The popular arguments for free meals, free relief, free medical treatment at school, are based upon the assumption that there are but two ways to travel, one leading to a physically sound, moral, teachable child, the other to an undernourished, subnormal, backward child. They tell us we must choose either school meals or malnutrition, school eyeglasses or defective vision, free coal or freezing poor, free rent or people sleeping on the streets, free dental clinics at school or indigestion and undernourishment, free operation at school for adenoids or backward, discouraged pupils. If there is no other alternative than neglect of the child, if we must either waste fifty dollars in giving a child education that he is physically unable to take, or pay two, three, four, or even fifty dollars to fit him for that education, the American people will not hesitate. Whether there are other roads to healthy children, whether it is cheaper and better for the school to see that outside agencies prepare the child for education rather than itself to take the place of those outside agencies, is a question of fact, not of theory.

Facts prove, as we have seen, that there is more than one way to prevent malnutrition. Parents can be taught to attend to their children; hospitals and dispensaries will furnish eyeglasses where parents are unable to pay for them; charitable societies will go back of the need for eyeglasses to the conditions that produce that need and will do vastly more for the child than can eyeglasses alone. If parents, hospitals, dispensaries, and charitable societies will attend to children's needs, then relief at school is unnecessary, even though it may seem desirable.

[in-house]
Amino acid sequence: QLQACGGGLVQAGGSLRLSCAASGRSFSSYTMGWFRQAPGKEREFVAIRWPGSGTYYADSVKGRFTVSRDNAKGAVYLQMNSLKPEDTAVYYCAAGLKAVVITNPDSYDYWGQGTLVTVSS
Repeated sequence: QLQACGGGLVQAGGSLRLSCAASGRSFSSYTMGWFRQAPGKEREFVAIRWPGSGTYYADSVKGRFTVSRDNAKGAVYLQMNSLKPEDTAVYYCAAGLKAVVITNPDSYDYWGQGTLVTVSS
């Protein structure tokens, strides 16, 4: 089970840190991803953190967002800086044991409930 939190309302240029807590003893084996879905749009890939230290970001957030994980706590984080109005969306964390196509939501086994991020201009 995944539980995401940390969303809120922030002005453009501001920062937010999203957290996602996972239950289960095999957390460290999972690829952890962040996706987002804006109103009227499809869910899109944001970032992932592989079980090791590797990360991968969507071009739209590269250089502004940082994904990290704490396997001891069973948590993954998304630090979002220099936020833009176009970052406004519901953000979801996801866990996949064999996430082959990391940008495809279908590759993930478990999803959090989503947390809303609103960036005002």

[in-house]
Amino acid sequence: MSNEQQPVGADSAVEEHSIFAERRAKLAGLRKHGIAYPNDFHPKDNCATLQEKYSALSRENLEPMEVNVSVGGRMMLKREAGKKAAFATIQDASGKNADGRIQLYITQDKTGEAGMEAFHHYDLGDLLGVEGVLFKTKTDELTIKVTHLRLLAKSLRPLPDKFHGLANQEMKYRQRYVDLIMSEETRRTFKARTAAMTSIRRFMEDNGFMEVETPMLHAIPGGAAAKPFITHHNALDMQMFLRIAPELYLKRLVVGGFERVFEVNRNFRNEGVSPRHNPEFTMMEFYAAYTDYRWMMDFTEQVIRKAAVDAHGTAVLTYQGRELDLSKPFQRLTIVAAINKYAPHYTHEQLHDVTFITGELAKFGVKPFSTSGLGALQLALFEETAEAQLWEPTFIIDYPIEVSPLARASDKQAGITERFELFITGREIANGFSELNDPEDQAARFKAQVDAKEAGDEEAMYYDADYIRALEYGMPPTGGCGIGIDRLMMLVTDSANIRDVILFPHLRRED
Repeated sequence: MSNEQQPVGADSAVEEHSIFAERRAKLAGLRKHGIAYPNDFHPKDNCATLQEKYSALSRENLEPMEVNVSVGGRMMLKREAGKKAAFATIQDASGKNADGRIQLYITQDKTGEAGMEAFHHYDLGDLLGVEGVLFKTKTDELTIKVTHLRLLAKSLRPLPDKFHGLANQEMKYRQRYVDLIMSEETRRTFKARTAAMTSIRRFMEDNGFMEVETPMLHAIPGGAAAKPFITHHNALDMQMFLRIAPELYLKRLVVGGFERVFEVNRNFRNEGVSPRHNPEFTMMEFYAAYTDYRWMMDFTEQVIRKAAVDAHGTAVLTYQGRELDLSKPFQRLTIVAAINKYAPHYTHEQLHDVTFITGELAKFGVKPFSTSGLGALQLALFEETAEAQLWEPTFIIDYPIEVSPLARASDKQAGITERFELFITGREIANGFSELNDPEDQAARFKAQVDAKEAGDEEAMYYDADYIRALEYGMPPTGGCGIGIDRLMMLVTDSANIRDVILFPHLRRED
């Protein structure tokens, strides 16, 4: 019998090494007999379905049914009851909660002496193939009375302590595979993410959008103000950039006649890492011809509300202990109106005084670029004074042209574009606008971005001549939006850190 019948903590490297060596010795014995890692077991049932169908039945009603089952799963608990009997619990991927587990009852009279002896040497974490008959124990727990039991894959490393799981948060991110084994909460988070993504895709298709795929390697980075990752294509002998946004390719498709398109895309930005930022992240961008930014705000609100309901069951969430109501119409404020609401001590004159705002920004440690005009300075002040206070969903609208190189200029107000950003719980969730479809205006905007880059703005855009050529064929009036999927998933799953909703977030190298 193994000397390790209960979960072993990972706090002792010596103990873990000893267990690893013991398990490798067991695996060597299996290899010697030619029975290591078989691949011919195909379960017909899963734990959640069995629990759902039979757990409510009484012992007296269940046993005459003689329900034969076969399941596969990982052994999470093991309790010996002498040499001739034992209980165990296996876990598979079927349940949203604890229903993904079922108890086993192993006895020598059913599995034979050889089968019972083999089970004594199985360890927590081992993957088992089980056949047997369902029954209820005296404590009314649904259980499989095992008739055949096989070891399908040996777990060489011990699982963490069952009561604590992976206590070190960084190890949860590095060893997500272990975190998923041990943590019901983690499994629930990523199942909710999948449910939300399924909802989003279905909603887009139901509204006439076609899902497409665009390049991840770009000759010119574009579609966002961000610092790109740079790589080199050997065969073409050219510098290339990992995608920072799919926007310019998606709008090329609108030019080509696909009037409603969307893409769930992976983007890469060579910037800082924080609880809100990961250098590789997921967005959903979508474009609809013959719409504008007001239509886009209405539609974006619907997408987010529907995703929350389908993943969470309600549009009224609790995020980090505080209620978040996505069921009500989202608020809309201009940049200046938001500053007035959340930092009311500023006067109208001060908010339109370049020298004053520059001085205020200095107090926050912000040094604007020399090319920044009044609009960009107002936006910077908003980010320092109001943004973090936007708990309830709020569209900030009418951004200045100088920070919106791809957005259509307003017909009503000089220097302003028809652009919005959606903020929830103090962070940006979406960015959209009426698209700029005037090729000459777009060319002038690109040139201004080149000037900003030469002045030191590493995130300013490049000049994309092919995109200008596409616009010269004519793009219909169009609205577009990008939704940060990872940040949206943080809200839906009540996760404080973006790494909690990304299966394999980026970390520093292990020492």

The objection to school surgery should be clearly before us, so that we can judge of the two methods that are open to us,—treatment at school vs. treatment away from school.

Society is so organized that the treatment of serious physical defects and social needs at school would upset the machinery a very great deal. For the school to do for its children whatever they may need during their school years will require the setting up of a miniature society in every school building or under every school board. Unless schools are to equip themselves to take the place of all existing facilities for relief and surgery, children would not be so well taken care of as at present. It should not be forgotten that the physical welfare of the school child is the most accurate index to the physical needs of the community. After all, the child lives for six important years before coming to the school and leaves at the early age of fourteen or fifteen; even while attending school it sleeps at home and is influenced more by home and street standards of ventilation, cleanliness, and morality than by conditions at school. It would seem, therefore, the wider use of the school's influence to use the child's appeal to strengthen every agency having to do with community health, rather than to concentrate upon the child himself. If babies were properly cared for up to the sixth year, the protection of the school child's health would be infinitely easier. To take our eyes from the child not yet in school and from the child just out of school is to make the mistake that so many advocates of the child labor movement have made of going whither and only so far as our interest leads us and of not continuing until our work is accomplished.

"Doing Things" Through Model Tenements